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China and lithium: why it’s time to retire the narrative of resource nationalism

Updated: Feb 14

By Hao Tan

This opinion piece was published in the South China Morning Post on 12 Jan. This is the author's copy which is slightly different from the published one .

If this traditional view of energy security is applied blindly to mineral resources, it may harm rather than enhance resource security in China and Western countries; nor would it help the global green energy transition.

Electric vehicles and their upstream industries were big winners in the global economy in 2021. The growth of China’s electric vehicle industry has been particularly impressive; following a market expansion of 180 per cent in the first 10 months of the year, it now accounts for about half of global EV sales.

This has led to a surge in demand for the essential materials for rechargeable batteries, including lithium, nickel and cobalt. Lithium has been dubbed “white oil” and the price of battery-grade lithium carbonate in the Chinese market increased more than fivefold over the past year.

The clean energy transition is expected to drive substantial demand from the Chinese electric vehicle industry for these mineral resources over the coming decades. Around 80 per cent of the raw lithium used in China is currently imported however, with about 60 per cent originating from Australia. Dependence on foreign cobalt is even higher – with about 90 per cent being imported, primarily from the Democratic Republic of Congo.

There is an increasingly popular view in China that it should reduce its dependence on imported mineral resources by increasing domestic mine production, and meanwhile ramp up state support for investment in overseas mining projects.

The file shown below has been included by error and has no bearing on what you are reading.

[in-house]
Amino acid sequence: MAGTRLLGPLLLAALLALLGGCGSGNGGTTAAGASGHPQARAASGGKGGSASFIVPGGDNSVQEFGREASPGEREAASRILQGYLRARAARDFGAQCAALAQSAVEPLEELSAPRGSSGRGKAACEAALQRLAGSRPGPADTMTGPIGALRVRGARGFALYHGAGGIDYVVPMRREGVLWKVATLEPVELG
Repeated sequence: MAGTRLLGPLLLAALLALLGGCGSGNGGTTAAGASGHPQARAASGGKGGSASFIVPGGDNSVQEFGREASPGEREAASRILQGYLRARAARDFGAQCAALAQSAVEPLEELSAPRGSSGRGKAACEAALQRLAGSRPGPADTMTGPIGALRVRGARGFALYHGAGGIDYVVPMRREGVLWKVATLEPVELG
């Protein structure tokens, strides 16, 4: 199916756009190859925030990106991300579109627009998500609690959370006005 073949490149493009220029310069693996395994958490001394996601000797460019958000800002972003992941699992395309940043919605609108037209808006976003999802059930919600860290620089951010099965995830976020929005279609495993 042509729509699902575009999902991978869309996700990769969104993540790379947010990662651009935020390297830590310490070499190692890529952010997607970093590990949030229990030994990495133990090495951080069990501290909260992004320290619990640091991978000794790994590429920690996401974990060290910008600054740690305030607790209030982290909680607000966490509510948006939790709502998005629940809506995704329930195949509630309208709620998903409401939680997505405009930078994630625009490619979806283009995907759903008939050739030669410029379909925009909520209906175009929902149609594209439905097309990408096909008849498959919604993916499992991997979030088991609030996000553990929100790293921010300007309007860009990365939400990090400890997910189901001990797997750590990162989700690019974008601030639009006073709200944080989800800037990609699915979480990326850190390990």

An academician of the Chinese Academy of Sciences recently called for the establishment of new national organisations for developing strategic mineral resources around the globe – similar to China National Offshore Oil Corporation, China National Petroleum Corporation, and China National Offshore Oil Corporation in the oil industry. Others are concerned that foreign dependence might leave China vulnerable, with the United States’ restrictions on the export of chips to China as an example.

Ironically, such anxieties afflict not only China but also Western countries. China is responsible for refining 35 per cent of nickel, and 50 to 70 per cent of lithium and cobalt globally. These intermediate products are supplied to both Chinese and foreign companies in downstream industries. Chinese companies are also predominant in the production of battery chemicals and battery cells.

Fears that China might weaponise this trade are even reflected in Western popular culture; the recent Netflix sci-fi satire Don’t Look Up includes a plotline where China’s control of critical resources forces the US to mine a comet crashing to Earth.

A major policy objective for many countries in the fossil fuel economy has been to increase self-reliance and diversify sources, especially of oil. If this traditional view of energy security is applied blindly to mineral resources, however, it may harm rather than enhance resource security in China and Western countries; nor would it help the global green energy transition.

Fundamental differences exist between mineral and energy resources. While a major disruption to oil and gas supplies could lead to economic and social chaos, a shortage of metal resources would impact certain industries, such as EV manufacturing, with the use of existing electric cars unaffected.